Science Fiction

Donovan’s Brain (1953)

Comments Off on Donovan’s Brain (1953) 28 October 2016

donovans-brain-coverStudio: Kino Lorber

Theatrical Release: September 30th, 1953

DVD Release: March 22nd, 2016

Rating: Not Rated

Directed by Felix E. Feist

Review by Craig Sorensen

Based on Curt Siodmak’s (screenwriter of classics The Wolfman & I Walked With A Zombie) novel, Donovan’s Brain is probably the best of the ‘living brain in a jar’ sub genre popular throughout the ‘50 & ‘60s (and probably its genesis as well).  Donovan’s Brain is technically the second version of Siodmak’s story, the first being The Lady and the Monster from 1944 and the third being The Brain from 1962.  I’m surprised that there hasn’t been (or isn’t currently) any more recent productions as the political subject matter is still fairly relevant.  And who doesn’t like psychic disembodied brains?


Lew Ayres (Dr. Kildare) stars as scientist Patrick Cory who is working on some top secret experiments involving brains (naturally) in his top secret lab with his buddy Dr. Frank Schratt (Gene Evans of The Steel Helmet & Shock Corridor), while his wife Janice (Nancy Reagan – Just Say No!) waits outside and does ‘50s wife stuff.  Recently they have had success keeping animal brains alive outside of their bodies and are ready to upgrade to human experiments.  If only they could find a willing donor.


Well, it just so happens that there is a plane crashes near their home and Patrick is called upon for his medical expertise.  They rush the body of the wealthy Walter Donovan to their lab.  They aren’t able to save his body but with some quick thinking they are able to keep the brain alive.  Of course, stealing brains is sort of looked down upon so they decide to keep the brain a secret.  Which would be fine if the brain didn’t develop psychic powers.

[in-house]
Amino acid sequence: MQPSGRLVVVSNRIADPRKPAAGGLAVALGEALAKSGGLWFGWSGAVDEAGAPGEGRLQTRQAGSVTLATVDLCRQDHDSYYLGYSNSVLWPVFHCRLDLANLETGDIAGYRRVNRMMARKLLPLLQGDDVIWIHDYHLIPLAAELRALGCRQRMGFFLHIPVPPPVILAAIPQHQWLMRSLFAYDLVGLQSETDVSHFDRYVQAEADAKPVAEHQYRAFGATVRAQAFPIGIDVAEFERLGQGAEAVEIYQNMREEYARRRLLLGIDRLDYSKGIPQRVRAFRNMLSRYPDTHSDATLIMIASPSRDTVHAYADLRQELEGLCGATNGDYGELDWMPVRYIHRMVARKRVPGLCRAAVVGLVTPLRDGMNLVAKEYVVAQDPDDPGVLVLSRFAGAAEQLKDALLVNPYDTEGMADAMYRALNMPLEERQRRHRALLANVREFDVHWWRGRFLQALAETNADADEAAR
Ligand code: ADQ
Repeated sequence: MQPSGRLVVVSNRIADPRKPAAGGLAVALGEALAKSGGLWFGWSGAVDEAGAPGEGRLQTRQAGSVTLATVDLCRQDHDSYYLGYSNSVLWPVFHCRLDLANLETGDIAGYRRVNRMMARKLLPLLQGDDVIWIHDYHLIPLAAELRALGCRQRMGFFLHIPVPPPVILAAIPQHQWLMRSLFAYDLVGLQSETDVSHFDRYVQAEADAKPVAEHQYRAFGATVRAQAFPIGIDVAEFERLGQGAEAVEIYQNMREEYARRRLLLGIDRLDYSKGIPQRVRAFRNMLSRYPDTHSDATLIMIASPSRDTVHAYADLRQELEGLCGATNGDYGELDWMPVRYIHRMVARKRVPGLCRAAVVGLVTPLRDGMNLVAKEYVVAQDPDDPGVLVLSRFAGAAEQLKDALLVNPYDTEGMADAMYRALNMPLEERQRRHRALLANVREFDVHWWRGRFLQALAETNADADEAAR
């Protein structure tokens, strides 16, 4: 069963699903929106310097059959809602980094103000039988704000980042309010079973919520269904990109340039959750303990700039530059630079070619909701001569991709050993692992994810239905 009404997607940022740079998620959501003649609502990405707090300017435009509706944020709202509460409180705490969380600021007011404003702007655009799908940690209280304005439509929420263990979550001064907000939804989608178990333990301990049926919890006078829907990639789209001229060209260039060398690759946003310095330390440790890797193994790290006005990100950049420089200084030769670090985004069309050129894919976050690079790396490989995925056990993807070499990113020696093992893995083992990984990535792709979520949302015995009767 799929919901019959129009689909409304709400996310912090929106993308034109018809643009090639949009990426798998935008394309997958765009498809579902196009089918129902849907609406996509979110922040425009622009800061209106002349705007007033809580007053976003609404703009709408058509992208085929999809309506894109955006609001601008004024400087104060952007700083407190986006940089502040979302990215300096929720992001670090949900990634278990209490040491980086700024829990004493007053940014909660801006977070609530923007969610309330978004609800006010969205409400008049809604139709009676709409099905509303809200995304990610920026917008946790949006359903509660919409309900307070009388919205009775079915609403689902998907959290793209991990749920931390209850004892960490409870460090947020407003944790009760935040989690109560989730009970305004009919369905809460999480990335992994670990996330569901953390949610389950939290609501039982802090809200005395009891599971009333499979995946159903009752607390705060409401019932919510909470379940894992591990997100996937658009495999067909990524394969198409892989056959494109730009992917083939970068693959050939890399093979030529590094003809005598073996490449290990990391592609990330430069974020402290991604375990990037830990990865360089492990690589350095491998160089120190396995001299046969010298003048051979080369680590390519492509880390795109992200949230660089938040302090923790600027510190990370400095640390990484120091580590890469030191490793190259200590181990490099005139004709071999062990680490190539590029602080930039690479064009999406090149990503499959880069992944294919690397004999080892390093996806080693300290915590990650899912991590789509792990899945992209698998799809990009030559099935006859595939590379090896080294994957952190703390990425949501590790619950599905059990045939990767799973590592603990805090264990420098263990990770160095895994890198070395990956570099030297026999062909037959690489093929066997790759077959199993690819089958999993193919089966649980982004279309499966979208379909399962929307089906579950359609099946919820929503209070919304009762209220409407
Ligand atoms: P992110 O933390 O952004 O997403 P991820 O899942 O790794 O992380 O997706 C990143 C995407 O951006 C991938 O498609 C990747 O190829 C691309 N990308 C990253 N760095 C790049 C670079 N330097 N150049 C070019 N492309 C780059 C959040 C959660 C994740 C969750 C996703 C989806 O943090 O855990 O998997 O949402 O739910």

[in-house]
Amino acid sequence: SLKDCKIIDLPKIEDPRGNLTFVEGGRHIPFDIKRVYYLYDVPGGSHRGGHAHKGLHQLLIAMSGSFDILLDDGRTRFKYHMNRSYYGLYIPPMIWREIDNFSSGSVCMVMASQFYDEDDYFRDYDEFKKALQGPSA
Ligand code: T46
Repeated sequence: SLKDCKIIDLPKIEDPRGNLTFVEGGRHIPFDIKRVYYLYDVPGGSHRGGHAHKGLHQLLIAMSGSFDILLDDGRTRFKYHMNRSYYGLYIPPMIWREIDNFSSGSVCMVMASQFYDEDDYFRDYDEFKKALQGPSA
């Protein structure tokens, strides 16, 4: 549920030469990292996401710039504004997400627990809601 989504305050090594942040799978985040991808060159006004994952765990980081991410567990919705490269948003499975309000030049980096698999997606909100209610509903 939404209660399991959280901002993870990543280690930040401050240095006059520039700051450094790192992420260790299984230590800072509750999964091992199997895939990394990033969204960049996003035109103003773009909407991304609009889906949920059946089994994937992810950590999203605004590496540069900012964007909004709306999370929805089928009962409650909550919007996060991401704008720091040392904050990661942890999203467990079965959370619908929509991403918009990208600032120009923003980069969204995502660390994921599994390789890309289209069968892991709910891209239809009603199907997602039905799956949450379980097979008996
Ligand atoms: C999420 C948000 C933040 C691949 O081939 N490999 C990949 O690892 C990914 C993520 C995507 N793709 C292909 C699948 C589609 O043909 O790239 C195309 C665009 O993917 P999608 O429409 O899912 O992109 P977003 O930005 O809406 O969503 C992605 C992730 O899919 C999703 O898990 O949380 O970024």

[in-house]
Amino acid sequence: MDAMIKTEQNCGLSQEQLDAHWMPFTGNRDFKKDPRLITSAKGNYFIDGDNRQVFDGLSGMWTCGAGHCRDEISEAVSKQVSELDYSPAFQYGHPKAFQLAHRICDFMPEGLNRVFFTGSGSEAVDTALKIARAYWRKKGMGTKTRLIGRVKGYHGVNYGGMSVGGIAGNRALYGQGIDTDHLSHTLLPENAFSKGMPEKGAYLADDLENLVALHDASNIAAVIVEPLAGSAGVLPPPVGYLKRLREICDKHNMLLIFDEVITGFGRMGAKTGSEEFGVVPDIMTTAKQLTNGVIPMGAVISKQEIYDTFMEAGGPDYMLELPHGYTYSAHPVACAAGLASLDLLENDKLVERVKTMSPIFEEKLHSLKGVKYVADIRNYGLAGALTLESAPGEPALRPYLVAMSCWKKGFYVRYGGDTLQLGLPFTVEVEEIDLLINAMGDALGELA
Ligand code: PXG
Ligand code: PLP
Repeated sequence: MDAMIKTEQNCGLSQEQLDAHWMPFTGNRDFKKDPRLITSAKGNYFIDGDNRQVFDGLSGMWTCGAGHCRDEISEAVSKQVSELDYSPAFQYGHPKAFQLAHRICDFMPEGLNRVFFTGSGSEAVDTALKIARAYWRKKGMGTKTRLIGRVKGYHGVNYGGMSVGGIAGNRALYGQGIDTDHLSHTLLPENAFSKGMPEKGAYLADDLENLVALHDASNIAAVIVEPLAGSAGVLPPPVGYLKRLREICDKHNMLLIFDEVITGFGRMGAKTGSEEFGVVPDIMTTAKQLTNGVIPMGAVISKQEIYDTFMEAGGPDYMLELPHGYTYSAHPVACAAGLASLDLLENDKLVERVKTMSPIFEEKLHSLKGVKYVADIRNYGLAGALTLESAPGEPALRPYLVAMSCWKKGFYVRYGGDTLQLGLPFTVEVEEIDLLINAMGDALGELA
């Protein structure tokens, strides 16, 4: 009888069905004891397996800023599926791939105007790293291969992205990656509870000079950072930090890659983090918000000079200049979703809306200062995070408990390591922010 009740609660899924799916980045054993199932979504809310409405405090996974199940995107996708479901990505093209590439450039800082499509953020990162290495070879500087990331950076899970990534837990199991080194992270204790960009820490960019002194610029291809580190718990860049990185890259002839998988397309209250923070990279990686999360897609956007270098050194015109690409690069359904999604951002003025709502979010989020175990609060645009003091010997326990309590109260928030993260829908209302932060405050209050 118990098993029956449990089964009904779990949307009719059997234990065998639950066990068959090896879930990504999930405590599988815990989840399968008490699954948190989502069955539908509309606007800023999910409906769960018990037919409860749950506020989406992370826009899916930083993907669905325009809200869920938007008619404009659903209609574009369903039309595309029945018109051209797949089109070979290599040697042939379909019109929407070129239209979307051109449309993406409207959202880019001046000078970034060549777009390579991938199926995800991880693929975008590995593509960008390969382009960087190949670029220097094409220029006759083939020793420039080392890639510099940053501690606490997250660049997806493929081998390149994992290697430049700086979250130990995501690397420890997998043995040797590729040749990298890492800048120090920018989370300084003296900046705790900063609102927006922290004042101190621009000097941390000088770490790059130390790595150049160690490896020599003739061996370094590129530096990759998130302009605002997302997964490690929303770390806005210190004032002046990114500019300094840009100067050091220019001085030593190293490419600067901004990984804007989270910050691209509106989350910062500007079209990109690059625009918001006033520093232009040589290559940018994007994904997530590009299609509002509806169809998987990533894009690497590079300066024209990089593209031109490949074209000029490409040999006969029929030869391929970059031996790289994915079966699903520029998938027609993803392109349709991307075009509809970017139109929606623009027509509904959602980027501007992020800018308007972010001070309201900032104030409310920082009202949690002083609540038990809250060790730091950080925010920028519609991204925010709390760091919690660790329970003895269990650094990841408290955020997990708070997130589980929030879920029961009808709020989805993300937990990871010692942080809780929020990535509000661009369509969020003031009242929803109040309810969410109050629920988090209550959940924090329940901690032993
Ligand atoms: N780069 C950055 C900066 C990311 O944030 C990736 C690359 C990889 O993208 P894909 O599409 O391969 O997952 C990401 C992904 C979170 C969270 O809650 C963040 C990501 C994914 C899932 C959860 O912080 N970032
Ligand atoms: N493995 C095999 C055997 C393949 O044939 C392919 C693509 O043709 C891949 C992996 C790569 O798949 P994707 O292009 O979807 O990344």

Lew Ayers gives a fine performance as both Cory and as Cory possessed by the libertarian super-villain Donovan.  With such a ridiculous concept it would be easy for the film to devolve into nothing but silly camp, like other living brain films like The Brain That Wouldn’t Die (or my personal favorite The Curious Dr. Humpp).  The cast though is able to lend a certain respectability to the proceedings.  Gene Evans is always a welcome sight in any film (or television episode) and it’s nice to see Nancy Reagan in a film that flies in the face of quite a few of her future husband’s policies.  


Kino can usually be counted on for a good looking transfer and they don’t disappoint here.  Donovan’s Brain is presented in its original 1.37.1 aspect ratio in a nice looking 1080p transfer.  There’s a nice amount of detail and depth to the image.  Black levels and contrast in the black & white image are solid.  There is a bit of film damage here and there but nothing really very noticeable.  It certainly didn’t distract from my viewing.  The main audio option is a DTS-HD mono track.  Everything is nicely balanced and dialog is clear and without distortion.  Also available is a commentary track with Richard Harland Smith who offers lots of information and trivia about the making of the film.  The only other extra is the film’s Trailers From Hell segment featuring Joe Dante and a handful of trailers for other films offered by Kino.


Rating: ★★★★☆

- who has written 151 posts on UnRated Film Review Magazine | Movie Reviews, Interviews.

Craig hails from 'Parts Unknown'.

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